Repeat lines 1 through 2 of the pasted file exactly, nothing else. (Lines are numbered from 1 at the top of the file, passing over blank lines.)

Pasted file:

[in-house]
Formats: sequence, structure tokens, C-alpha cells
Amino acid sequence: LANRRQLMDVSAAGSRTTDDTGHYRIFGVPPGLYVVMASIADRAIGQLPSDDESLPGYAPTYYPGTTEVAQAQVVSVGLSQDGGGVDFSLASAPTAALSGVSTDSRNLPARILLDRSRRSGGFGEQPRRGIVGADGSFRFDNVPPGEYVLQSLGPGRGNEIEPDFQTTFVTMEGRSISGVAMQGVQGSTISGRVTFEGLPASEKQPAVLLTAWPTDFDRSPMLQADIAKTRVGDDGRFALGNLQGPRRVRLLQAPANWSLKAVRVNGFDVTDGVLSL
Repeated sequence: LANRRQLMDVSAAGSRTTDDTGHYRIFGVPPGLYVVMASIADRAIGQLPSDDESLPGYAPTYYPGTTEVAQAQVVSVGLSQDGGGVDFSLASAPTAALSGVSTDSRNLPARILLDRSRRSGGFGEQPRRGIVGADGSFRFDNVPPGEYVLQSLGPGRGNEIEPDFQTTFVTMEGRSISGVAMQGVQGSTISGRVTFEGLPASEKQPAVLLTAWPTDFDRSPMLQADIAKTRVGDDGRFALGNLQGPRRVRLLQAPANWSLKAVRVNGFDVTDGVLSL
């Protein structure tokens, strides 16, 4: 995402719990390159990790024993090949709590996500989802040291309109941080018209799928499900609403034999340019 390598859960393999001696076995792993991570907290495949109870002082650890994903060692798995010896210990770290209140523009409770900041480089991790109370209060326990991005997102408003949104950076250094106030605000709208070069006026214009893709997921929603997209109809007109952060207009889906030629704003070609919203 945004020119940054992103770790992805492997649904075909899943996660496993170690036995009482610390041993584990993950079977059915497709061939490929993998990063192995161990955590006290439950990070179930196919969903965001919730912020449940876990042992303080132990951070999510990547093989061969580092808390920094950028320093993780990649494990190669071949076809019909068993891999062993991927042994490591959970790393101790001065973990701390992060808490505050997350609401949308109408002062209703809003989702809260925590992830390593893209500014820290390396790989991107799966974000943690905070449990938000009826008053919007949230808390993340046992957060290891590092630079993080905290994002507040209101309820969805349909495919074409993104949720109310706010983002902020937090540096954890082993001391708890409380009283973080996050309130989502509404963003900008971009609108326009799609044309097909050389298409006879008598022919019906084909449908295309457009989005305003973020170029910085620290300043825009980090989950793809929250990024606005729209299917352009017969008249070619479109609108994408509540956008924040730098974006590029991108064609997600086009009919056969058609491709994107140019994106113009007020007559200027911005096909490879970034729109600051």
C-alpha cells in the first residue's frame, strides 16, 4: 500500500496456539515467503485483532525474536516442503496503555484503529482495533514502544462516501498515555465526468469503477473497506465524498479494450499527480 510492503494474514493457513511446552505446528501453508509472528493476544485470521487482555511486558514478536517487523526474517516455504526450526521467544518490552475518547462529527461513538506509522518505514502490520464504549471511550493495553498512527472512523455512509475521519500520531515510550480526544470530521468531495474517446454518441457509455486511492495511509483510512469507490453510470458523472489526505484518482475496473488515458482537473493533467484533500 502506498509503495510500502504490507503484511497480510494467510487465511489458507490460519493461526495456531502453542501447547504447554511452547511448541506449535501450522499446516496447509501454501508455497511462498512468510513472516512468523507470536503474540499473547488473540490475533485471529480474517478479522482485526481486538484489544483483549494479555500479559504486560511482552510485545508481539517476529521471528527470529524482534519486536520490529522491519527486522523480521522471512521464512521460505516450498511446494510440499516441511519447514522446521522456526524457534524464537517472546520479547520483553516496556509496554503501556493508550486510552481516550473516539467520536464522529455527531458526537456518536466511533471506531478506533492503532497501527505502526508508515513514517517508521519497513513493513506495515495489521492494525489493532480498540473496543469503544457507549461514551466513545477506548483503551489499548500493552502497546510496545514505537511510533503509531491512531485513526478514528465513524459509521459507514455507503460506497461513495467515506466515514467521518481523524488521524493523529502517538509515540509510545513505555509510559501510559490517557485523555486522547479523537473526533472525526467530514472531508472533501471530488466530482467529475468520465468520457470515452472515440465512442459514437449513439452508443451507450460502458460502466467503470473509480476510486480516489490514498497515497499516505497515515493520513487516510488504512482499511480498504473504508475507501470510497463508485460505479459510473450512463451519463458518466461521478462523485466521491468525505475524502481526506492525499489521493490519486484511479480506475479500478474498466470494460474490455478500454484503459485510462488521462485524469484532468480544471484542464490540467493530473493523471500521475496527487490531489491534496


[in-house]
Formats: sequence, structure tokens, C-alpha cells